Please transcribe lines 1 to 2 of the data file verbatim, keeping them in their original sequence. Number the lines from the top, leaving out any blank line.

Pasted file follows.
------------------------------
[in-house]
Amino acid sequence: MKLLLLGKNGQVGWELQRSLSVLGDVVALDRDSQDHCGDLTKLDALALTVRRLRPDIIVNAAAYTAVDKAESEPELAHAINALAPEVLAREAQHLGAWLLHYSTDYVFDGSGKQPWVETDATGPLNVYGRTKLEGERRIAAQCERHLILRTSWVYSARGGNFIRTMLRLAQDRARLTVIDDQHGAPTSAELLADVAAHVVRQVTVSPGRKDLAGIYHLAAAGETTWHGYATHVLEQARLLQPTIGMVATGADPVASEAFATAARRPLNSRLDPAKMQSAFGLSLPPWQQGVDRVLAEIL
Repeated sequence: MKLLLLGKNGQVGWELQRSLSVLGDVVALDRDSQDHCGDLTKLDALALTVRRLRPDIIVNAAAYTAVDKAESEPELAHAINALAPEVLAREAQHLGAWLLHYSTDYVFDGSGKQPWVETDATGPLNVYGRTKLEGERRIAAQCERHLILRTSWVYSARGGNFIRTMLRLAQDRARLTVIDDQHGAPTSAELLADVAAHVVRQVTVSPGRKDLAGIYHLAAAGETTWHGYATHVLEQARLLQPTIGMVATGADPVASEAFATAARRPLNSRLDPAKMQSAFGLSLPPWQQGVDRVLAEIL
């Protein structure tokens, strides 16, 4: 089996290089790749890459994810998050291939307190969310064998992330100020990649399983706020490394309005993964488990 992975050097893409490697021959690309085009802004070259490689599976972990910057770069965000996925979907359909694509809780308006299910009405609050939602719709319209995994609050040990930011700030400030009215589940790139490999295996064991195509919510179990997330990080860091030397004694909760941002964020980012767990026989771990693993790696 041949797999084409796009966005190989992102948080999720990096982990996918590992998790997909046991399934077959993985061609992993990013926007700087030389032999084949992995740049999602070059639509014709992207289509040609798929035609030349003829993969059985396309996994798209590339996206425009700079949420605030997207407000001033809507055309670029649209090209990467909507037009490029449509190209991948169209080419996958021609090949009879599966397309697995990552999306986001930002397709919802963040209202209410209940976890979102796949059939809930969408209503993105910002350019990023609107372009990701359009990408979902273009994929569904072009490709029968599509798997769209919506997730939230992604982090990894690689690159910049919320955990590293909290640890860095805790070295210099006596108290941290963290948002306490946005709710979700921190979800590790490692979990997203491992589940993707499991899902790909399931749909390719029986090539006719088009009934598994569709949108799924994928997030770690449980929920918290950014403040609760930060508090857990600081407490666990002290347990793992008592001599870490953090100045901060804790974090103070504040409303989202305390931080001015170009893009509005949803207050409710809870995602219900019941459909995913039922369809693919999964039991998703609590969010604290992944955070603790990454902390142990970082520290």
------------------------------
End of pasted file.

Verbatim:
[in-house]
Amino acid sequence: MKLLLLGKNGQVGWELQRSLSVLGDVVALDRDSQDHCGDLTKLDALALTVRRLRPDIIVNAAAYTAVDKAESEPELAHAINALAPEVLAREAQHLGAWLLHYSTDYVFDGSGKQPWVETDATGPLNVYGRTKLEGERRIAAQCERHLILRTSWVYSARGGNFIRTMLRLAQDRARLTVIDDQHGAPTSAELLADVAAHVVRQVTVSPGRKDLAGIYHLAAAGETTWHGYATHVLEQARLLQPTIGMVATGADPVASEAFATAARRPLNSRLDPAKMQSAFGLSLPPWQQGVDRVLAEIL